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Dictionary Skills...obsolete?
Old 01-01-2019, 05:43 PM
 
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A co-worker said that dictionaries will be obsolete because of the internet, so she doesn't really teach dictionary skills. What do you think of this?


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Dictionary Skills
Old 01-01-2019, 05:57 PM
 
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Well, I know my own high-schooler will go upstairs and get his phone to ask Siri rather than go across the room to get the dictionary, so your friend is probably right.

Unfortunately, I think there are many skills like this nowadays. If we leave them in the standard curriculum, it reinforces students' beliefs that we're making them learn useless things. But at the same time, I firmly believe we need some people who know how to do things "the old fashioned way".

I think the solution lies in some sort of elective program, but I'm too tired to come up with it tonight.
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Old 01-01-2019, 06:03 PM
 
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My stu$ent love looking in he dictionary! I do think it is a skill they mos5 likely will not need, but in my class we arenít one to one with devices, so necessary there.

I think typing as we learned is also obsolete, but at the time they still need the skill, so... they are learning that, too. One day they might be glad to know old fashioned skills.

Last week I had to pay cash for my gas due to geographical internet outage, and that is something I have not done in 30 years at least. I was glad to understand the process.
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Old 01-01-2019, 06:54 PM
 
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I think its a good skill to have out in the real world.
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Old 01-01-2019, 07:10 PM
 
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My district would say it's obsolete. Many classrooms don't have them. I have a few. I think there should be a happy medium.


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Old 01-01-2019, 07:53 PM
 
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Once a word is found, whether it's in a book or online, wouldn't there still be value in discussing elements of words like parts of speech, pronunciation, syllables, and definitions?

So maybe the flipping through a dictionary is outdated, but I don't think the deeper word study is.
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Old 01-01-2019, 07:56 PM
 
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I agree it's obsolete. I can't imagine a scenario where one would need to use a real dictionary.

That said, some local organization comes in and gives our 3rd grade students paper dictionaries every year and they love them, at least temporarily. I tutor 3rd graders after school and have some options that they can do during the time they're not in group with me, and the day the dictionaries came two students asked if they could read their dictionary during independent time .

If it's one of your state standards, I'd touch on it briefly, but I wouldn't spend much time on it at all.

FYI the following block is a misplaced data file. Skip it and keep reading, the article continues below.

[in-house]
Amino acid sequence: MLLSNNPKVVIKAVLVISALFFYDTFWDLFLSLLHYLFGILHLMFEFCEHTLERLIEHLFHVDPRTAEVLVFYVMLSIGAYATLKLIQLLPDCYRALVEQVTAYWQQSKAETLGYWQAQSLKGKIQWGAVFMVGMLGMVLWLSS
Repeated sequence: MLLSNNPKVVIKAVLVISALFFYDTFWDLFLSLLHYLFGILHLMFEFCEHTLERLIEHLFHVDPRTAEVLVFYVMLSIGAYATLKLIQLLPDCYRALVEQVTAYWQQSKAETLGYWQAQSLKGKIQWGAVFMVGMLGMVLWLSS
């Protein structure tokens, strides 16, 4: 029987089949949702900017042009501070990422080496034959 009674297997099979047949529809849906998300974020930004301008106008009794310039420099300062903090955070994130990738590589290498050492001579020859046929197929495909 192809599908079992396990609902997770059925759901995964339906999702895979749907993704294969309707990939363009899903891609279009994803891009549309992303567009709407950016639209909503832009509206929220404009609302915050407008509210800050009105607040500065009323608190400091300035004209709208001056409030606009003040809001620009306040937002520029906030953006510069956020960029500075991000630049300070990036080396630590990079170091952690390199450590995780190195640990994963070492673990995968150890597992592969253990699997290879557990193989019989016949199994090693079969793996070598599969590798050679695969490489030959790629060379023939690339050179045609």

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I think typing as we learned is also obsolete, but at the time they still need the skill, so... they are learning that, too.
Why do you think this? I can't imagine laptops going away any time soon. I know people are doing more on their phones, but is there really going to be a point where college students are writing ten page papers on their phones?

My typing teacher in MS was as annoying as all get out and kept saying it would be the most valuable thing we learned. Looking back, she might be right as far as skills I still use on a regular basis. My dad still "hunts and pecks" and it takes him 4x longer to do any of his schoolwork. I can't imagine not knowing how to type! When I visited home last week, I forgot my laptop and was so annoyed. I posted very little here because it was so much slower with my phone.
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Not yet!
Old 01-02-2019, 06:08 AM
 
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Spend some time in rural America before declaring dictionaries obsolete. Not only is the internet notalways available, for many families it is unaffordable. I am involved in a program that provides paper dictionaries to third graders. The kids love them and feel impowered. They look up things because they can, not because they have to... The day may come when we implant a Dictionary chip in kidsí brains but we are not there yet.

Dictionary skills are not just about finding words if they are taught correctly any way and they are not that complex or difficult to teach. Personally, I think not teaching them is short-sighted and equivalent to cheating the kids.

Saw a great thought today... ďFor those people sitting in a laundromat talking on your iPhone, you could have bought a washer/dryer for the same money.Ē
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Dictionary skills
Old 01-02-2019, 07:27 AM
 
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I donít think theyíre obsolete. In fact, itís still a second grade standard. Aside from basic how to find a word and itís meaning, you are teaching sorting skills,problems solving (where should I start to look..at the beginning, middle, end), the various parts of speech some words can be as verb and a noun and an adjective, etc. thereís a lot more subtle lessons being taught in dictionary skills.
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Old 01-02-2019, 08:14 AM